- there is concern that terrorists might use U.S. advanced technology against us. The presence of dangerous pathogens or other research materials that could be used as weapons pose a potential vulnerability at some universities. Moreover, there is concern that terrorists aspiring to apply advanced technology to the development of weapons might develop the technical capability to do so through a university education.
- a more generalized concern is present about state actors and their access to advanced technologies of military significance. That is, because the U.S. military edge is built on the skillful application of advanced technology, there is concern that other countries might benefit militarily from access to scientific or technical information available in the university environment.
- concerns are present arising from the reality that America’s economic well-being is founded on the maintenance of its scientific and technological edge and that foreign countries could seek to penetrate U.S. universities (as well as U.S. businesses) for the purpose of obtaining early access to technology in order to supplant U.S. capabilities and reap the economic gains for themselves.
This is another audio file well worth the time to listen to for those concerned about the policy debates over sharing of sensitive scientific knowledge.
To strengthen the essential role that science and technology play in maintaining national and economic security, the United States should ensure the open exchange of unclassified research despite the small risk that it could be misused for harm by terrorists or rogue nations, says a new report by the National Research Council.
Again, the question is “sensitive but not classified information,” and how or whether to share it around the world. Congress wanted to re-look at the question of balancing science and security. The report is discussed in greater detail in a recent issue of the Homeland Security Daily Wire.
According to an article written by John Timmer of ArsTechnica, National Academies tackles international science in the age of terrorism, the report:
1) views the continued exchange of scientific expertise as an essential component of national security;
2) calls for efforts to smooth and simplify the handling of research-related security concerns;
3) strongly supports a continuation of an environment within the US that promotes the international exchange of science, arguing that it's essential for continued US leadership in science:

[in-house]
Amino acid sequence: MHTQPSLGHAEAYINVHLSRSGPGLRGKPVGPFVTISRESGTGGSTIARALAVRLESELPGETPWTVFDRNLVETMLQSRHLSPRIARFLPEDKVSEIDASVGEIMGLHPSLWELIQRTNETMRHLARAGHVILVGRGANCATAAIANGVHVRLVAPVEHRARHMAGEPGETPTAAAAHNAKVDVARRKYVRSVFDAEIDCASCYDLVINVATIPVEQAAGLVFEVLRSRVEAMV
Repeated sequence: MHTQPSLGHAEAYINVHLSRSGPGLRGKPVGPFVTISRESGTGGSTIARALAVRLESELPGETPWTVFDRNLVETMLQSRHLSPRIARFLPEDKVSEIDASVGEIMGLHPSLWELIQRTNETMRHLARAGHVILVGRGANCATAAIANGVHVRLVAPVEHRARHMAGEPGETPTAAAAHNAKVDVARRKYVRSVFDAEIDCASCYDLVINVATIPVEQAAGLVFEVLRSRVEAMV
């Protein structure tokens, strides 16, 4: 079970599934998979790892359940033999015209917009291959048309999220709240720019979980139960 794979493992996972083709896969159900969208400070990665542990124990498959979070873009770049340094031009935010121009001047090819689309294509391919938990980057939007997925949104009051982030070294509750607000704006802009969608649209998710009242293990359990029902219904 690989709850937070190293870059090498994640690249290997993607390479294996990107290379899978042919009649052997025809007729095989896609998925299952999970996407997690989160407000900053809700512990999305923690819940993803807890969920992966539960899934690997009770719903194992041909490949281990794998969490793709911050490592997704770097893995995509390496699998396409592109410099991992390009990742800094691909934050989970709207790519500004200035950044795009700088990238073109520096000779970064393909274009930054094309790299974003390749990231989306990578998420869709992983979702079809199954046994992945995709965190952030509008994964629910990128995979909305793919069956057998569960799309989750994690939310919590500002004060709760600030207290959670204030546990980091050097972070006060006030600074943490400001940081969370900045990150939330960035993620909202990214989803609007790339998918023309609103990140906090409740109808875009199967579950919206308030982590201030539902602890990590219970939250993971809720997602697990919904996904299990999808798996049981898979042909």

"Foreign-born scientists and engineers come to the United States, stay in large numbers, and make significant contributions to America's ability to achieve and maintain technological and economic leadership. Given the current diminishing rates of new scientific and engineering talent in the United States—the subject of other reports and a topic of national concern—the size of the US research and development effort cannot be sustained without a significant and steady infusion of foreign nationals."
Further, the NAS report argues that the United States relies on technological and financial superiority for much of its military and security activities, and a reduction of scientific activity would adversely affect both of these. Examined by the committee were clauses in federal contracts and grants that restrict the use of foreign researchers, decisions to limit scientific publications on sensitive topics, the restrictions imposed by "sensitive but unclassified" designations, and the management of biological information and agents.
One of the more interesting observations made in the current NAS report is that many of the potentially dangerous biological technologies are either developed or spread internationally. And further, given that a basic education in molecular biology is sufficient for someone to develop dangerous biological materials, although not a specific purpose of the Report, it suggested that the United States adopt more generous and liberal immigration policies (“free movement of human capital"). Essentially, rather than keeping foreign scientists out of the country, make it easier for them to enter, all as a means of increasing security.
All of this is placed against the backdrop of the 2008 report by the Battelle Memorial Institute that makes it clear that the U.S. is losing its global R&D dominance; in a decade or so, global R&D will be roughly equally divided among the U.S., Europe, and India-China; U.S. benefits from European, Asian companies outsourcing their R&D to U.S. labs.
There is growing equalization of R&D activity occurring in parallel with declining U.S. dominance, with outsourcing and offshoring growing in significance. "The U.S. will continue to dominate for up to the next 10 years or so, but after that decade activity is likely to be split into thirds with North America, the European Union and Asia -- dominated by China and India -- holding approximately equal shares," the report concluded. In addition, outsourcing and offshoring of R&D is increasing, with the U.S. leading the trend. Conversely, the EU and Asia are increasingly offshoring R&D to the United States in order to be in a better position to enhance their market shares. Indeed, the United States is benefiting from the continued in-sourcing of R&D. "The globalization of R&D will continue to grow, and competition for research funds will become more intense," said Jules Duga, a senior researcher at Battelle and an expert on R&D trends.
The issue is no longer the simplistic “publish or perish.” Dealing with scientific discoveries and advancements at a time when the free flow of information and access to reports, even perhaps those reports contained in this entry, is open to almost anyone with a computer and an Internet connection is problematic. Allowing sensitive information on new discoveries to travel free around the World in a matter of seconds leads to the very real question of National security versus freedom of speech issues (or at least issues of extreme censorship).